Public-private partnerships crucial to economic recovery

An image illustrating research into public-private partnerships. (Photo: Ada Ghazali, via Shutterstock)

The pandemic caused devastating economic damage to our communities. While the job market may never return to what it was before 2020, it’s undeniable that government action, combined with the ingenuity of small businesses and corporations, staved off what could have been even further socioeconomic harms.

Between improvements in California’s pandemic impacts, government lending programs and changes in business models, California is poised to reopen on June 15.

Prior to the shutdown, many cities, including Sacramento, were moving toward developing partnerships with private interest

Conventionally, many of us are taught that there are significant differences between the public and private sector. Some extol the virtues of maintaining private, individual interests, while others praise promoting the general welfare through government policy.

In normal times, some may argue that these interests are often competing, but if there is one stark lesson to take away from the coronavirus pandemic, it’s that those lines, while necessary, aren’t as deep as they may seem.

Prior to the shutdown, many cities, including Sacramento, were moving toward developing partnerships with private interests to enhance the quality of life for their residents.

One example is the partnership between SAFE Credit Union and City of Sacramento to invest in the new Convention and Performing Arts District. The partnership will no doubt play a key role in restoring the regional economy and improving downtown’s landscape.

As part of this agreement, the city secured an additional $23 million investment in support of Sacramento. So, the question is then: why don’t local governments and businesses partner more?

According to Deloitte Center for Government Insights, cities that smartly use such partnerships can reap a host of benefits, such as driving energy sustainability projects, reducing traffic congestion and driving overall job creation. Research shows that since 2015, more than 30 states have opened public-private partnerships to their municipalities as a way of driving growth.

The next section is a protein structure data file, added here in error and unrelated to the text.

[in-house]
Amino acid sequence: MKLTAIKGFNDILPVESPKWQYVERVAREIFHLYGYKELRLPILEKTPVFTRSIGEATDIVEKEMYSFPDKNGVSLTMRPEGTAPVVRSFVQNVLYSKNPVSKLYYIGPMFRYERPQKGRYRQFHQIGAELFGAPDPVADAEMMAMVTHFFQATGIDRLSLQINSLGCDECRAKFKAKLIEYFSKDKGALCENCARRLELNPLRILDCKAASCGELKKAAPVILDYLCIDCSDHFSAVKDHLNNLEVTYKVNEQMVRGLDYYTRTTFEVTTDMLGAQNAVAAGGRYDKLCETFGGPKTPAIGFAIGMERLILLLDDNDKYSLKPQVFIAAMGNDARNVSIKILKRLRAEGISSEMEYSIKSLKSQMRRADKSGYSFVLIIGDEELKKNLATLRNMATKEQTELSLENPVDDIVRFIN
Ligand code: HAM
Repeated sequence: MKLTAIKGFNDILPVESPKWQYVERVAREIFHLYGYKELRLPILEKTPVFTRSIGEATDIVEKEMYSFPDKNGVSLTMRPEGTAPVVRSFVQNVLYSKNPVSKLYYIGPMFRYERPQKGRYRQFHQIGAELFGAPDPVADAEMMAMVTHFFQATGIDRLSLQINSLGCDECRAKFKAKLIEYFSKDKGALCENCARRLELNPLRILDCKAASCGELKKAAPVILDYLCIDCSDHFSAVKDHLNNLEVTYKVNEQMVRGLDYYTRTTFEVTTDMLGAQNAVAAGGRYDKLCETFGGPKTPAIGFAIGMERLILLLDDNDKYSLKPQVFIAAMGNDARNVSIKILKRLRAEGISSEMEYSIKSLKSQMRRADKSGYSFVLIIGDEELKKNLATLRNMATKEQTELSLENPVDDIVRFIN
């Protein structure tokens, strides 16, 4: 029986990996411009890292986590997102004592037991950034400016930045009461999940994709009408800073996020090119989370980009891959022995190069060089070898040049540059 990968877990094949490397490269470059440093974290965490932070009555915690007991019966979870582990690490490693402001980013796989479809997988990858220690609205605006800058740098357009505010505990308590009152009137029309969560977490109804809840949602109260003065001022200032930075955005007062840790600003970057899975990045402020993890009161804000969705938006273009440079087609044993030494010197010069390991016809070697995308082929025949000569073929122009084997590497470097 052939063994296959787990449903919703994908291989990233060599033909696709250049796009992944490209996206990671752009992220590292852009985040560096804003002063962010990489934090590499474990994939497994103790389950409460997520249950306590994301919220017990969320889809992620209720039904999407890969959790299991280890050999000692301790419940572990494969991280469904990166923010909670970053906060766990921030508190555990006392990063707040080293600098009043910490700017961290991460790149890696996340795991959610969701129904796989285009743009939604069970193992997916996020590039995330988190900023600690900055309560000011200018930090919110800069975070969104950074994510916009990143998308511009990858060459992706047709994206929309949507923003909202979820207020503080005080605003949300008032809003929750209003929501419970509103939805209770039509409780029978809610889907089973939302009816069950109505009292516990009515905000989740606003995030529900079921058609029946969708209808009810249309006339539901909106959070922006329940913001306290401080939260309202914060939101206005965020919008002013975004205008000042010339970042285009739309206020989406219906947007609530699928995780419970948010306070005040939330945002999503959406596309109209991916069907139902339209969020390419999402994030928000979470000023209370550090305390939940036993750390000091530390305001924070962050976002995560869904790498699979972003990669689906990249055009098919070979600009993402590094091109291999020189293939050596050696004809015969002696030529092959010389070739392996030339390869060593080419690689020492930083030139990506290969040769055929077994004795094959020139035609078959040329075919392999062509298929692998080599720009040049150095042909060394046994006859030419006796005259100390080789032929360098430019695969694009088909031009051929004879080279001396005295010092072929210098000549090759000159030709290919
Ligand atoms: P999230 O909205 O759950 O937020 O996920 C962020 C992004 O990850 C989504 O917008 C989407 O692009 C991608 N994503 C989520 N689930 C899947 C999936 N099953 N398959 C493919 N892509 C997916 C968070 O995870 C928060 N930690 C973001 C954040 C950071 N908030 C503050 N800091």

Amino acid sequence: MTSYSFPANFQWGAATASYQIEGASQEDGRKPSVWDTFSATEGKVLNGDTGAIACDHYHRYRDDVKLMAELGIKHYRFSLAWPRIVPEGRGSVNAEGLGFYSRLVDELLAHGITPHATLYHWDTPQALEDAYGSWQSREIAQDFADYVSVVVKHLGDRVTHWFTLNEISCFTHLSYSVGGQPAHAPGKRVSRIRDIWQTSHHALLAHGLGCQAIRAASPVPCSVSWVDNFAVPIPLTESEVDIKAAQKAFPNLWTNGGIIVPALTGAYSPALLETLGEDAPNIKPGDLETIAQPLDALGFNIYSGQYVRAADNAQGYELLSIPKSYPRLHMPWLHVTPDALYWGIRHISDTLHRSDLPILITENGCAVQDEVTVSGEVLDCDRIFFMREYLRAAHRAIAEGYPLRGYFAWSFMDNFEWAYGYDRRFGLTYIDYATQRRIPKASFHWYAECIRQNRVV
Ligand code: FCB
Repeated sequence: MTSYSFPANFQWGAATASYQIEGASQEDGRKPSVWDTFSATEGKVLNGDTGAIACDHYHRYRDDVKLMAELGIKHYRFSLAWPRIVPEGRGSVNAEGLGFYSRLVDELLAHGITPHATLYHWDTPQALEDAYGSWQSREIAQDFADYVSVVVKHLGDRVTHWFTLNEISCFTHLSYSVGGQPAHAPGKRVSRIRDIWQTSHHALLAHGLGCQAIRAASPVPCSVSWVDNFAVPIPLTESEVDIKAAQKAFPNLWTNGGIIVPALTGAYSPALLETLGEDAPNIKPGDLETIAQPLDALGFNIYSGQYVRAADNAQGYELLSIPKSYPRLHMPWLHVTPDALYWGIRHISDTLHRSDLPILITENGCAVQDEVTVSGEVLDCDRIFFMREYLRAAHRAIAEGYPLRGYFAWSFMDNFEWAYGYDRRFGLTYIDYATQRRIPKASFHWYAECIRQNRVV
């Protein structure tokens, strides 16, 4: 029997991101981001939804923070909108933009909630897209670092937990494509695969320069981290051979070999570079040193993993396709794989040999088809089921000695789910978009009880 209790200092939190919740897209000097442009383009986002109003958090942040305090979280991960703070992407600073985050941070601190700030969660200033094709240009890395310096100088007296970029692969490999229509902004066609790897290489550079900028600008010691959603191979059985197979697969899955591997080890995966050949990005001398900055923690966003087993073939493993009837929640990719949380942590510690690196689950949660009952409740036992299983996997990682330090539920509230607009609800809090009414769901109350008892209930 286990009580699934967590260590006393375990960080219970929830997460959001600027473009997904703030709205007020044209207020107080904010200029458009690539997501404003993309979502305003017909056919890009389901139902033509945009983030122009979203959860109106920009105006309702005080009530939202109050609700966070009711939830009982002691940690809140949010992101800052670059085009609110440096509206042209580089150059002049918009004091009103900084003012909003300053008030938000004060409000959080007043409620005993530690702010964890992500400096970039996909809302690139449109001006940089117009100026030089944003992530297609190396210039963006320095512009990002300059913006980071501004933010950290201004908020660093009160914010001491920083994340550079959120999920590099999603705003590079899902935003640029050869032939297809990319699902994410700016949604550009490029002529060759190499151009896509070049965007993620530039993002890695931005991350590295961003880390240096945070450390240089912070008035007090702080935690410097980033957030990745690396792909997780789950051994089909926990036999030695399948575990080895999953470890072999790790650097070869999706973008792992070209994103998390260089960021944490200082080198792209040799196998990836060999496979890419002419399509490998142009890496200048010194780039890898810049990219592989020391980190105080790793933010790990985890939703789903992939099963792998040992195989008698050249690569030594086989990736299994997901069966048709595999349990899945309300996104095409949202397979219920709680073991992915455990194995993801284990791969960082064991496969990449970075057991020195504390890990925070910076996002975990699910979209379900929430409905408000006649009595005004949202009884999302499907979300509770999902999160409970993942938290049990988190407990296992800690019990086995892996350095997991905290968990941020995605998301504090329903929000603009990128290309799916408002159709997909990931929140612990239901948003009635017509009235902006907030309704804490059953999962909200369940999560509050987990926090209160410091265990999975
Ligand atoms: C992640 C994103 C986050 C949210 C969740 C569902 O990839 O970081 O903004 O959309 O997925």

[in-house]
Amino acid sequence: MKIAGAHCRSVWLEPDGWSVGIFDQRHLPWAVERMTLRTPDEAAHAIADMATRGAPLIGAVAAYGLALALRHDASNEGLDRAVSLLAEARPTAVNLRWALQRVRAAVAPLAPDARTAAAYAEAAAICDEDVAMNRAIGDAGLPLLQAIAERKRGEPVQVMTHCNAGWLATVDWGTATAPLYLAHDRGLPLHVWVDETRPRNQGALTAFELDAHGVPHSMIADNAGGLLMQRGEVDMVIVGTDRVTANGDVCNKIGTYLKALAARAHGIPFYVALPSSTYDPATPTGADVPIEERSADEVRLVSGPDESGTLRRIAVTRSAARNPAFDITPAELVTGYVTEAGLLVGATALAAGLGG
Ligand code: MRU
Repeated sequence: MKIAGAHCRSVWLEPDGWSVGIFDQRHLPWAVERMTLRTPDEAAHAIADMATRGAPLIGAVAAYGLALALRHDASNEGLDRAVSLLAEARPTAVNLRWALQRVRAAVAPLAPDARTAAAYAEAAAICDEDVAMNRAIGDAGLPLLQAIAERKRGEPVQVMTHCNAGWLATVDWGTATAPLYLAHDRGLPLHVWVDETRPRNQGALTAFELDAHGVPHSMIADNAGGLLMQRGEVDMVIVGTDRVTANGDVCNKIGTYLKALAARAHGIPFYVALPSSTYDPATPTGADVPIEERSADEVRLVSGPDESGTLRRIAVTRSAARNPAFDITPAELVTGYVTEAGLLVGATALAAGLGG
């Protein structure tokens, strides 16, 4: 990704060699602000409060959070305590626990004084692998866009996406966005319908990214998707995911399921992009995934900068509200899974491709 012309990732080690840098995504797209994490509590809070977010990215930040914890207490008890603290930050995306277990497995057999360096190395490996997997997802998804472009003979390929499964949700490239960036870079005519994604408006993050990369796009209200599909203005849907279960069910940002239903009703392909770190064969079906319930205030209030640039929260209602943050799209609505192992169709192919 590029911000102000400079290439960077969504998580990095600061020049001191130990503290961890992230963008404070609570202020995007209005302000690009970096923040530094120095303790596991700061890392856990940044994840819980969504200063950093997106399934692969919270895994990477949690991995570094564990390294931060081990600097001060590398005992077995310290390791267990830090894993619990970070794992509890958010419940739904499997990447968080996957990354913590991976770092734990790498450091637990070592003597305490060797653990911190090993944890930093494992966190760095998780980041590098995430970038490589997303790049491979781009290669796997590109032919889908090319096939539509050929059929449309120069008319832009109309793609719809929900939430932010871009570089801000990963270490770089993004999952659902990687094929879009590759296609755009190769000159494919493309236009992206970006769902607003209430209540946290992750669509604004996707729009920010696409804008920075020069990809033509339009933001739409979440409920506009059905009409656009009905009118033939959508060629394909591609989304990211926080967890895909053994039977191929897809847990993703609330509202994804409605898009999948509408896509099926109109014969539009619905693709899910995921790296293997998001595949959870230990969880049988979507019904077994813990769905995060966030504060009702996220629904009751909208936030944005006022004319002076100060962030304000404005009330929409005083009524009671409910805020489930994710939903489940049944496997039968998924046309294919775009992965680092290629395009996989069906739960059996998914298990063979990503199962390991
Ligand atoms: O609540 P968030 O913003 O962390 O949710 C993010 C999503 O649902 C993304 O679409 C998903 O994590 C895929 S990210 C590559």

Yes, such partnerships, dependent upon the project, can increase costs and profitability may vary. But a more global view would suggest that when risks are fully appraised, the return on the investment from a social and economic standpoint can be much more beneficial than a government or business going it alone.

To be certain, Sacramento has been savvy when it comes to innovating. Smart leadership led to the development of the downtown arena, investments in wireless technologies, the Crocker Art Museum, development of the Railyards, the Golden1 Center, as well as ongoing relationships including the Downtown Sacramento Partnership that reports more than $1 billion in public and private investments in the downtown area within the last decade.

SAFE has made a commitment to investing regionally and locally.  We look to set the example of working within the community to do its part to ensure economic recovery from this unprecedented pandemic.

I encourage all businesses and city leaders to continue the innovative thinking that has made Sacramento great and to continue to find ways to partner in the best interest of all our communities.

Editor’s Note: Dave Roughton is president and CEO of SAFE Credit Union, and chair of the Sacramento Metro Chamber. He can be reached at mediainquiry@safecu.org.

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